“As an industry, we are proud to be worldwide leaders in reducing carbon emissions. In fact, according to the U.S. Energy Information Administration, the U.S. power sector has reduced its carbon emissions more than every nation in the world, with the exception of the United States,” wrote Brian Wolff, Edison Electric Institute executive vice president for Public Policy and External Affairs in a recent op-ed. “Our industry has achieved a 40% carbon reduction from 2005 levels as of the end of 2020. This milestone significantly exceeds the 2030 target that was called for in the original U.S. commitment under the Paris Agreement.”
Still industry has urged concerted federal action. In a recent letter undersigned by 408 businesses, corporate leaders said a bold 2030 target is needed to “catalyze a zero-emissions future, spur a robust economic recovery, create millions of well-paying jobs, and allow the U.S. to ‘build back better’ from the pandemic.” The letter’s signatories include major utilities, power companies, and equipment vendors, including: ABB, Acciona, Alliant Energy, GE, Iberdrola, Public Service Enterprise Group, Schneider Electric, Shell, Siemens, Southern California Edison, AES Corp., and Vistra.
Gregory Wetstone, president and CEO of the American Council on Renewable Energy (ACORE), said in a statement to POWER the NDC “sends a clear message that the United States is ready to embrace the economic transformation necessary to tackle the climate crisis. A 50-52% reduction in greenhouse gas emissions by 2030 is an achievable, scientifically driven goal that will put us on a path toward a clean and sustainable economy,” he said.
Wetstone, however, acknowledged that the ambitious target will require rapid transformation of the power sector and significant investment in a 21st century grid, “which is why ACORE supports the clean energy proposals included in President Biden’s American Jobs Plan,” he said.
Nuclear Innovation Alliance Executive Director Judi Greenwald also applauded the new NDC. She highlighted Biden’s call for leadership in the production and deployment of clean technologies. “If the U.S. government can provide sustained funding and support for research, development, demonstration, and commercialization of domestic advanced nuclear concepts, we will be better poised to export our technology and foster rigorous regulatory standards for nuclear energy to impoverished countries in the future,” she said. “This leadership creates a century-long diplomatic relationship with developing nations based on science and information sharing, and assists them in meeting their own climate mitigation goals.”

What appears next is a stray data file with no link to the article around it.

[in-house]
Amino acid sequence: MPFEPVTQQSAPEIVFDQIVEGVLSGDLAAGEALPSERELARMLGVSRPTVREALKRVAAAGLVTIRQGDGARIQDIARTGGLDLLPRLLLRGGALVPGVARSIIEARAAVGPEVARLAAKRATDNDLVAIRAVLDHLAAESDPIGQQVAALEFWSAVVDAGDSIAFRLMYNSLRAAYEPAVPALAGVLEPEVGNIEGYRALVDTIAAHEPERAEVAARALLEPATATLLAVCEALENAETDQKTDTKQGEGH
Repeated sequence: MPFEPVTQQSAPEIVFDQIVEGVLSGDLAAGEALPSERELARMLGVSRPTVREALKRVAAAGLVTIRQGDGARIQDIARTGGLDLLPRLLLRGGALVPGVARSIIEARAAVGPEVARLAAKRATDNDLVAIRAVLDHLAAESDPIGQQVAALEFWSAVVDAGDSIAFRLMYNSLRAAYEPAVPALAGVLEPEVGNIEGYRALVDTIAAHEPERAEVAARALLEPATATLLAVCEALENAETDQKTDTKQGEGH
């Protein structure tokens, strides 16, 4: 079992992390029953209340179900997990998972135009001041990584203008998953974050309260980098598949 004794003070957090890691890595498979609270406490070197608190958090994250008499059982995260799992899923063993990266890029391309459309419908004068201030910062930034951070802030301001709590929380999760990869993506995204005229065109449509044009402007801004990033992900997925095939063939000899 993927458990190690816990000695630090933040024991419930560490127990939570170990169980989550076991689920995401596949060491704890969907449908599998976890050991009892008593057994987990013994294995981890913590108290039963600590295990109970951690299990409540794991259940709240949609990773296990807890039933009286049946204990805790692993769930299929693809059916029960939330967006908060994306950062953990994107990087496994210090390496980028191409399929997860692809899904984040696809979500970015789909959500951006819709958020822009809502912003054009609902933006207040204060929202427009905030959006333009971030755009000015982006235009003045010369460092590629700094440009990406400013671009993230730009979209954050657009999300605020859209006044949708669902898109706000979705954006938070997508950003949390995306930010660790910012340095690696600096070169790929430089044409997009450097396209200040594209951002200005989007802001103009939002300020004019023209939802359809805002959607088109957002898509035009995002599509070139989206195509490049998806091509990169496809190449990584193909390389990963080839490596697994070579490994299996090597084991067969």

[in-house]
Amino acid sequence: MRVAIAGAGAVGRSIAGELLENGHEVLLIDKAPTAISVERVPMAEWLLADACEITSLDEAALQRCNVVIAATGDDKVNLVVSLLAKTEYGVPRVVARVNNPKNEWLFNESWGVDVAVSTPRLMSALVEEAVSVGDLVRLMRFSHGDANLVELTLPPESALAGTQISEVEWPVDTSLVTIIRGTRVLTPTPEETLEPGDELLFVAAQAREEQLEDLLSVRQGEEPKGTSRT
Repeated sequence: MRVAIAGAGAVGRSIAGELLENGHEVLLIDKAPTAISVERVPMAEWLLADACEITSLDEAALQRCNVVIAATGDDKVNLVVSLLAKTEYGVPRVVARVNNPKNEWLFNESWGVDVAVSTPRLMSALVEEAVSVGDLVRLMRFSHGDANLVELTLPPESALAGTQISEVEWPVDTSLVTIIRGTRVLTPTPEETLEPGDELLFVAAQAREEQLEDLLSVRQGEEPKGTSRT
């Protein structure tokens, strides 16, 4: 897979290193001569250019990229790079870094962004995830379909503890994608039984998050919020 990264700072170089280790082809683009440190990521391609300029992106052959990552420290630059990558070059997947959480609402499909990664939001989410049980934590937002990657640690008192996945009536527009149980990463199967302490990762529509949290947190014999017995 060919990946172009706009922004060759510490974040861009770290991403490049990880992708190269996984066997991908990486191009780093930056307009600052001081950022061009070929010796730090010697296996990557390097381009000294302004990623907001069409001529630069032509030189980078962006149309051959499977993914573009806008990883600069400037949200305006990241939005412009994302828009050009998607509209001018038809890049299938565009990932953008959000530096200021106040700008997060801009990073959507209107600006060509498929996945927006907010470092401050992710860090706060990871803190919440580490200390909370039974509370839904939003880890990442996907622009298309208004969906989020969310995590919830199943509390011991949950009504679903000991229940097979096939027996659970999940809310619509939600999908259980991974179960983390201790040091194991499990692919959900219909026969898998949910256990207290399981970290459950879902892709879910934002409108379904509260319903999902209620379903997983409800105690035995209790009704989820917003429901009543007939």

Conrad Schneider, advocacy director at the Clean Air Task Force (CATF) lauded Biden’s leadership with a “strong NDC,” and said the non-profit organization is looking forward to working with his administration to take the necessary steps to achieve it—“including regulatory actions to swiftly cut methane and carbon emissions and significantly increasing federal funding for carbon-free technologies.”
CATF, he noted, has advocated for significantly increased federal funding for the research, development, demonstration and deployment of zero-carbon technologies like advanced wind and solar, long-duration energy storage, advanced demand-efficiency, zero-carbon fuels, carbon capture, nuclear energy, and super hot rock deep geothermal. In March, CATF, EEI, and other groups to formed the Carbon Free Technology Initiative, issuing specific policy recommendations related to each of these carbon-free technologies, and amounting to a call for a nearly tripling in federal funding for clean energy development.
Schneider continued: “Finally, Clean Air Task Force appreciates the Biden administration’s attention to carbon-free technology innovation under the American Jobs Plan and now the NDC.Current decarbonization technologies won’t quite get us where we need to be, and U.S. government support is critical to developing, demonstrating, and deploying innovative technologies like carbon capture, removal and storage, advanced nuclear, and zero-carbon fuels to take us across the finish line.”